MONDAY, May 3, 2021 (HealthDay News) – Getting a prescription for an opioid pain reliever from your dentist could put you or your family at risk of overdosing, a new study warns.
The result is based on an analysis of data from 8.5 million Americans who had their teeth pulled or 119 other types of dental work between 2011 and 2018. All had Medicaid or private dental insurance.
“Our article shows that when patients fill prescriptions for dental opioids, the risk of opioid overdose increases for both themselves and their family members,” said Dr. Kao-Ping Chua, director study, University of Michigan, Ann Arbor.
“This highlights the importance of avoiding the prescription of dental opioids when non-opioids like ibuprofen [Motrin] and acetaminophen [Tylenol] are effective options for pain control, as is the case with the majority of dental procedures, ”Chua added in a college press release.
Nonetheless, nearly 27% of teens and adults filled a prescription for an opioid pain reliever, such as hydrocodone or oxycodone, and 2,700 opioid overdoses occurred within 90 days of dental procedures, according to the study.
The overall opioid overdose rate was about three per 10,000 dental procedures, according to the report. But the rate was 2.5 times higher in patients who filled an opioid prescription within three days of their procedure than in those who did not (5.8 versus 2.2 per 10,000). .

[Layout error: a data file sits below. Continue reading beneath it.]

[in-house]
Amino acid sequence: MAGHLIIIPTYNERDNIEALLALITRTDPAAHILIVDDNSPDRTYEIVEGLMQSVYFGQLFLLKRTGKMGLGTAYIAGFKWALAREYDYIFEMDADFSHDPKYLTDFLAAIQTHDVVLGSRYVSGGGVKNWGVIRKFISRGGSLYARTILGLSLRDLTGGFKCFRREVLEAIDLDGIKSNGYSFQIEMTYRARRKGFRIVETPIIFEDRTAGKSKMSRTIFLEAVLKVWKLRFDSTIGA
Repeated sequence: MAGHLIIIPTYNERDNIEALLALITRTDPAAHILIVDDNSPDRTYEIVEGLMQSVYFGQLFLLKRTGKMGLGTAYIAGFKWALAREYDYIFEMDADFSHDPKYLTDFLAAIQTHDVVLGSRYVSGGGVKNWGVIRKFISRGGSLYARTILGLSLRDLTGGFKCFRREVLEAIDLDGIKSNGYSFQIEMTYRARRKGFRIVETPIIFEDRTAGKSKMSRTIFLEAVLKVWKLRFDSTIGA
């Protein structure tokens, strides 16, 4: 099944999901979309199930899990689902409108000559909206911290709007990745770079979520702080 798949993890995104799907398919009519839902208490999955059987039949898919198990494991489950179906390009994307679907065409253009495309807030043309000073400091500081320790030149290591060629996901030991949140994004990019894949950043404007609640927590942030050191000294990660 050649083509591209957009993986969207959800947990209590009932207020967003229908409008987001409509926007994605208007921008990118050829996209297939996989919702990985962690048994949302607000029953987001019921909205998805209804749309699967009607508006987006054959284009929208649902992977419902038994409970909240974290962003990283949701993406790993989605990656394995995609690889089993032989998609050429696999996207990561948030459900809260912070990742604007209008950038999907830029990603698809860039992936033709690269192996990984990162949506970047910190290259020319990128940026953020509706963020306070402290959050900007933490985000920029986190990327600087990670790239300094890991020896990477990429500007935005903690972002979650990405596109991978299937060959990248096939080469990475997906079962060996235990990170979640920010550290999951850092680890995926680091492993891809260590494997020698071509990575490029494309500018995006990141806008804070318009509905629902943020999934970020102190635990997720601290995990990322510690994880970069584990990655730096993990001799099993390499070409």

In 2016 alone, U.S. dentists wrote 11.4 million opioid prescriptions, so the results suggest 1,700 overdoses per year could be associated with dental opioid prescriptions, the authors said. study.
Family members of dental patients who receive opioid prescriptions are also at risk for overdoses, the results showed.
Researchers looked at data from 3.5 million privately insured dental patients and found that 400 family members were treated for opioid overdoses within 90 days of the patient’s procedure.
The rate was 1.7 per 10,000 procedures among family members of privately insured patients who filled opioid prescriptions, compared with 1 per 10,000 procedures among those who did not. Children of patients accounted for 42% of family overdoses, spouses 25%, and the remainder occurred in siblings and parents.
“Our finding of an increased risk of overdose in family members also shows the importance of emphasizing safe storage and disposal when prescribing opioids to dental patients,” said Chua, pediatrician at Michigan Medicine and Health Care Research Research at Susan B. Meister Child Health Evaluation Research. Center in Ann Arbor.
Lead author of the study, Dr. Romesh Nalliah, associate dean of patient services at the University of Michigan School of Dentistry, said it was one of the most powerful truths that the team unblocked in its “big data” study on the prescription of dental opioids. “That when a dentist like me prescribes an opioid to a patient, I put their whole family at risk of overdosing,” he said. “Dentists should consider, if the affected family were yours, would you take that risk?”
The study was published online on April 29 in the American Journal of Preventive Medicine.
The National Institute on Drug Abuse in the United States has more on prescription opioids.
SOURCE: University of Michigan, press release, April 29, 2021